The World of the Ancient Romans - Culture
Art and literature
Architecture, painting, and other visual arts produced in the Byzantine Empire and in various areas that came under its influence. Byzantine art is almost entirely concerned with religious expression and, more specifically, with the impersonal translation of carefully controlled church theology into artistic terms. Byzantine forms were spread by trade and conquest to Italy and Sicily, where they persisted in modified form through the 12th century, and became formative influences on Italian Renaissance art. By means of the expansion of the Eastern Orthodox church, Byzantine forms spread to eastern European centers, particularly Russia. Influences from Byzantine architecture, particularly in religious buildings, can be found in diverse regions from Egypt and Arabia to Russia and Romania.
In Byzantine literature, therefore, four different cultural elements are to be reckoned with: the Greek, the Christian, the Roman, and the Oriental. Byzantine literature is often classified in five groups: historians and annalists, encyclopedists (Patriarch Photios, Michael Psellos, and Michael Choniates are regarded as the greatest encyclopedists of Byzantium) and essayists, and writers of secular poetry (The only genuine heroic epic of the Byzantines is the Digenis Acritas). The remaining two groups include the new literary species: ecclesiastical and theological literature, and popular poetry. Of the approximately two to three thousand volumes of Byzantine literature that survive, only three hundred and thirty consist of secular poetry, history, science and pseudo-science. While the most flourishing period of the secular literature of Byzantium runs from the ninth to the twelfth century, its religious literature (sermons, liturgical books and poetry, theology, devotional treatises etc.) developed much earlier with Romanos the Melodist being its most prominent representative.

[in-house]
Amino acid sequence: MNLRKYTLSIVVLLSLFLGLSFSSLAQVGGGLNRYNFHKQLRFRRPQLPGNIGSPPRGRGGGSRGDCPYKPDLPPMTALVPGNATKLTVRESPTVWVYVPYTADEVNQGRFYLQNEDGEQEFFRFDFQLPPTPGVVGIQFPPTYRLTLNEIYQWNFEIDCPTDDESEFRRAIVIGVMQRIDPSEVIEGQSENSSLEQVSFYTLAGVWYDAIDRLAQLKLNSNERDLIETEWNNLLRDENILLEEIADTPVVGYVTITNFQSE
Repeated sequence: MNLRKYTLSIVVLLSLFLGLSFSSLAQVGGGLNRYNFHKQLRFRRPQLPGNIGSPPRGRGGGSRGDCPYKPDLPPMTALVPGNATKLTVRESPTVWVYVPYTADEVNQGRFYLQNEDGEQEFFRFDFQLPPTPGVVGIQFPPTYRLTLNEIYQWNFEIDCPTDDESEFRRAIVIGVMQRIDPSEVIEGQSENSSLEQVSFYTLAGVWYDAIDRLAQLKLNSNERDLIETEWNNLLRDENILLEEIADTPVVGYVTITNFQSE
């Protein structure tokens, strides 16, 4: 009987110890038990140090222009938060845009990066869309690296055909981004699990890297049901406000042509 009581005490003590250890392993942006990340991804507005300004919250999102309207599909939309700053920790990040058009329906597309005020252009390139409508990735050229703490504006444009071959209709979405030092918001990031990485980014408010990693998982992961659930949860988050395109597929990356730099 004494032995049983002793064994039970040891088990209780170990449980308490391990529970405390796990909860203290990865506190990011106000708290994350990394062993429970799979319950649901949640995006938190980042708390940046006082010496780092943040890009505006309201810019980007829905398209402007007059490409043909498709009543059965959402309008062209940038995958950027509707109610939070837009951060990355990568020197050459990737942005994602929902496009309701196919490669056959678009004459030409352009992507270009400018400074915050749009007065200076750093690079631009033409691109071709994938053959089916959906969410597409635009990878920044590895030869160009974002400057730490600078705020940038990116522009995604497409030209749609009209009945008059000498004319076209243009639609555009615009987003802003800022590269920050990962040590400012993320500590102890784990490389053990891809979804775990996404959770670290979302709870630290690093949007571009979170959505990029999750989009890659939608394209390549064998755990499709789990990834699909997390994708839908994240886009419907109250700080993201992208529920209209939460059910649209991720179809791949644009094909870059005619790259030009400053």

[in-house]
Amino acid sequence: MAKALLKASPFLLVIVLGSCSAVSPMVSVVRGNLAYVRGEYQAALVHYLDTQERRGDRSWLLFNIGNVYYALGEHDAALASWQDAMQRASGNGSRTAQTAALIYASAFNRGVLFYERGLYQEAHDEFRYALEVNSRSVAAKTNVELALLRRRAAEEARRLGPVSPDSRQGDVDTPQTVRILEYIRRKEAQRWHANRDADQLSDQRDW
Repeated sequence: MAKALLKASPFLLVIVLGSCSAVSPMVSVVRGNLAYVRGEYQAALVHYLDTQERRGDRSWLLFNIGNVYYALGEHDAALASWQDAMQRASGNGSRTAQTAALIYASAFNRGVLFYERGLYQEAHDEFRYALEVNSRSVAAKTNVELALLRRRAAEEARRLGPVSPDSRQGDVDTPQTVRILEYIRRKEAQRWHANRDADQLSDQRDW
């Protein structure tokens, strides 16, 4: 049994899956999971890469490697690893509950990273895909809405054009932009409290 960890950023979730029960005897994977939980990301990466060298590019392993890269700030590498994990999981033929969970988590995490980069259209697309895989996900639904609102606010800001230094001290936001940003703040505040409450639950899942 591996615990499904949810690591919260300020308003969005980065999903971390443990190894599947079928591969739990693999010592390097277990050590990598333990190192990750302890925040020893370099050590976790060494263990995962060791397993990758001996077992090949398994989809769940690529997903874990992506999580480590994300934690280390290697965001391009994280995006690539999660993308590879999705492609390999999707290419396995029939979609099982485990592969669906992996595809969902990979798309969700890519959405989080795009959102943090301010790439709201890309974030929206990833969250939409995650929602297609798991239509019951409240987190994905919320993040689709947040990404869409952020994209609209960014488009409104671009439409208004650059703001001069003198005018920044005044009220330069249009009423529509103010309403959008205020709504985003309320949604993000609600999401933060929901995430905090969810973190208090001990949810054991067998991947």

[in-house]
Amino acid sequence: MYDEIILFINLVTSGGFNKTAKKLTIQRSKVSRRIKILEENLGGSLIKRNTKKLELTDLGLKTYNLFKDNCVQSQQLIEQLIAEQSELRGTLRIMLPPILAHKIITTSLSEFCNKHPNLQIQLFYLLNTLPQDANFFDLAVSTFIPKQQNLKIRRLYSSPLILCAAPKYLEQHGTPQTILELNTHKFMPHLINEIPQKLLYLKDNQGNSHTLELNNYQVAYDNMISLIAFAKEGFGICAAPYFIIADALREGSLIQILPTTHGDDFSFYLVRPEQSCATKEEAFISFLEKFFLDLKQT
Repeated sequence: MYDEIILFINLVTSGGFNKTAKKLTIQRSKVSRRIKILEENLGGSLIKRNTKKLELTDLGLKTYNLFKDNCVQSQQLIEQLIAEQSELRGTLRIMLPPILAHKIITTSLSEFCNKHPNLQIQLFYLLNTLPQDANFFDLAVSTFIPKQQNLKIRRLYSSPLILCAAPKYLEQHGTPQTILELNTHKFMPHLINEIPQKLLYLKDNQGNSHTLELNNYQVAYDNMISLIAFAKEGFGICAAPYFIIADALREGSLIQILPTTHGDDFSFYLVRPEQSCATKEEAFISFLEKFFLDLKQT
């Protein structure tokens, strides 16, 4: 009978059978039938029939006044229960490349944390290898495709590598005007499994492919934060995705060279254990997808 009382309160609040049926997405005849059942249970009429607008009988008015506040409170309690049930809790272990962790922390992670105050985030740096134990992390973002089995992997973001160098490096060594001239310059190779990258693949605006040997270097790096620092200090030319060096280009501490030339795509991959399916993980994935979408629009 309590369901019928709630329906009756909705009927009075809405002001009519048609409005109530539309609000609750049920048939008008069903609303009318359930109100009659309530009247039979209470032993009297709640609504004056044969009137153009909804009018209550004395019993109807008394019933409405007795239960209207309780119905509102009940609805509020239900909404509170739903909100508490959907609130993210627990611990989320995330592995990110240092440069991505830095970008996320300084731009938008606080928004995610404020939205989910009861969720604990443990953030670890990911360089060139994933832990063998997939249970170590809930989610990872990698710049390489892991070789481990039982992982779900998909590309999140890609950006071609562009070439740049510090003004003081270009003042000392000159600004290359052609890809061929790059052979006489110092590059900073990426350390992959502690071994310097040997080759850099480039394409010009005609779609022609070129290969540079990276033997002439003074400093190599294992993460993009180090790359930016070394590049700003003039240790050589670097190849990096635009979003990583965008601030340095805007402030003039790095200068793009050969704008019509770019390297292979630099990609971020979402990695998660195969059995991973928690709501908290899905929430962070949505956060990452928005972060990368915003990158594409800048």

Government and bureaucracy
In the Byzantine state, the emperor was the sole and absolute ruler, and his power was regarded as having divine origin. By the end of the 8th century, a civil administration focused on the court was formed as part of a large-scale consolidation of power in the capital (the rise to pre-eminence of the position of sakellarios is related to this change). The most important reform of this period is the creation of themes, where civil and military administration is exercised by one person, the strategos.
Despite the occasionally derogatory use of the word "Byzantine", the Byzantine bureaucracy had a distinct ability for reinventing itself in accordance with the Empire's situation. The Byzantine system of titulature and precedence makes the imperial administration look like an ordered bureaucracy to modern observers. Officials were arranged in strict order around the emperor, and depended upon the imperial will for their ranks. There were also actual administrative jobs, but authority could be vested in individuals rather than offices. In the 8th and 9th centuries civil service constituted the clearest path to aristocratic status, but, starting in the 9th century, the civil aristocracy was rivaled by an aristocracy of nobility. According to some studies of Byzantine government, 11th-century politics were dominated by competition between the civil and the military aristocracy. During this period, Alexios I undertook important administrative reforms, including the creation of new courtly dignities and offices.